Is Laughter Really the Best Medicine?
Just One Expression of Joy
People have been saying for a very long time that laughter is the best medicine. Somewhere somebody understood that joyous people naturally heal themselves. Whether you are well or ill is simply a question of how efficiently your body is functioning. If it is functioning well, we call it health. If it is not, we call it ill. When you are joyful your physical body functions at its best. So then for it to become well will be natural. It is not the laughter which heals you; it is the joy that heals you, but laughter has become so connected with joy.
Laughter can also be a bondage. If you believe that joy means you must be always “hahaha” then you’re going to be very ridiculous, because in all kinds of situations you’ll do “hahaha” without realizing the depth and dimension of the situation. Joy does not mean laughter. Joy can find expression in every possible way—it need not be any particular way. Laughter may be one expression; silence can be another expression. Joy may bring stillness to you, action to you, or it can bring tears to you.
Though Gautama the Buddha was the very embodiment of joy, never did anybody find him laughing at any time. Never did Gautama laugh loudly, nor even smile blatantly; even his smile was just a small thing. Joy need not mean smiles or laughter. Joy means you are at the core of life. The moment you enslave this to one particular expression, you have made sure your joy cannot be 24 x 7.
What Joy Means
Joy means fundamentally you are deep rooted in life, not on the surface. You are at the source, that’s why you are joy. People are always trying to approach it the other way. Somebody thinks joy is drinking alcohol, somebody else thinks joy is laughing. You know, they have created a society of laughing people. Everywhere on the street they will be like “hahaha, hoohoohoo, hehehe!” Initially it will be fun, but if you have to live with someone who’s laughing all the time, one day you will want to kill him just to stop the laughter!
Laughter is a Consequence
These days a pathetic kind of “yoga” is going on called laughing yoga. Both of us stand in front of each other and you say, “hehehe,” I say “hehehe.” This is crazy. Recently I was reading some American to-do teacher was advising that ten minutes a day you must laugh... You will be in the psychiatry department soon!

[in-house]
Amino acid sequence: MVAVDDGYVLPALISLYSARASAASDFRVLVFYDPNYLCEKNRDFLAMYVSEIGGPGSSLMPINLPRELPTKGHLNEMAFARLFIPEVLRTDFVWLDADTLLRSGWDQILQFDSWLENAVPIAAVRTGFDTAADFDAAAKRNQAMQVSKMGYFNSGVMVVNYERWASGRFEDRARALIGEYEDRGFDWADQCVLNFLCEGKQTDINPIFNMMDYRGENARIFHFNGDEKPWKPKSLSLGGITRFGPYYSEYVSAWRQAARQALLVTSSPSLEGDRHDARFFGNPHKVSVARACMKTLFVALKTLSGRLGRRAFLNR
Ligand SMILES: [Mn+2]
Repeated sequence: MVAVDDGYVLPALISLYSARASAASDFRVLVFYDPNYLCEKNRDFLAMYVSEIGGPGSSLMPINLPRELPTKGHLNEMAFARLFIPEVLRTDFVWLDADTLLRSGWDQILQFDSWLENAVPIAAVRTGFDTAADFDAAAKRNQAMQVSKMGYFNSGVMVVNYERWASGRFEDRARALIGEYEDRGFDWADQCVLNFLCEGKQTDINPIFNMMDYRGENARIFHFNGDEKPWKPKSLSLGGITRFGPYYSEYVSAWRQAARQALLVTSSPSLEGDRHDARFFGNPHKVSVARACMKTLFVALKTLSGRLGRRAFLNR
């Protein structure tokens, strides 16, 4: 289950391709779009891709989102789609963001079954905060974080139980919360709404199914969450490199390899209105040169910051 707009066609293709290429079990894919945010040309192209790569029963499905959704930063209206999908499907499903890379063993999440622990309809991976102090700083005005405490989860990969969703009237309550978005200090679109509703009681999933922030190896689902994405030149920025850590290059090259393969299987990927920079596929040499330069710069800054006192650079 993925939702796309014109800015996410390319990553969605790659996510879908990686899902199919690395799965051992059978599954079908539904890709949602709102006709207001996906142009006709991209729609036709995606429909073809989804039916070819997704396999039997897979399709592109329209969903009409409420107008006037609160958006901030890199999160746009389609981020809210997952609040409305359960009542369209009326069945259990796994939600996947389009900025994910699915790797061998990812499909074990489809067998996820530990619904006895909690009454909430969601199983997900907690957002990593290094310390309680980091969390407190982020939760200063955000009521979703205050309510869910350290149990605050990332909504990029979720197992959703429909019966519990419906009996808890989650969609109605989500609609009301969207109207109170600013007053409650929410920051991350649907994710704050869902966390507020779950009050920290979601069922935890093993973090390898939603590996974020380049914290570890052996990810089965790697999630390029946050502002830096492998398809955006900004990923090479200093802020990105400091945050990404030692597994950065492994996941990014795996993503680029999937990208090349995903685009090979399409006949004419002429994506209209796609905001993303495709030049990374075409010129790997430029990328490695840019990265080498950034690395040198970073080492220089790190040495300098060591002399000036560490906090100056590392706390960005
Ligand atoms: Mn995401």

See, if you want flowers in the garden, you don’t buy plastic flowers and fix them there. You have to do something which doesn’t look like flowers: you have to handle the soil, the manure, water, sunlight. None of these look, feel, or smell like flowers, but if you handle these things right, flowers will come. So laughter will come not because you have taken a stand, “Every day, I must laugh.” If you are in a certain state of pleasantness within you, without knowing why, a smile will spread on your face. With a very little tickle, you will laugh. Laughter is a consequence. Don’t try to create the consequence. Work on the process, the source.
Joy is not something that you have to do. If you do not disturb the basic process of life within you, joy is a natural outcome. Joy is not an achievement; joy is your original state. In yoga, we are looking at a human being as a strata of five bodies: Annamaya kosha, Pranamaya kosha, Manomaya kosha, Vignanamaya kosha and Anandamaya kosha. The word “ananda” can be interpreted as joy. So the deepest core of you is joy. If the first three dimensions of the body—the physical, mental, and energy body—are in proper alignment, the innermost core which is absolute joyfulness will naturally find expression.
|Sadhguru is a yogi, mystic, and visionary, and a prominent spiritual leader. An author, poet, and internationally renowned speaker, Sadhguru is the founder of Isha Foundation, a nonprofit organization dedicated to human wellbeing. (www.isha.sadhguru.org)
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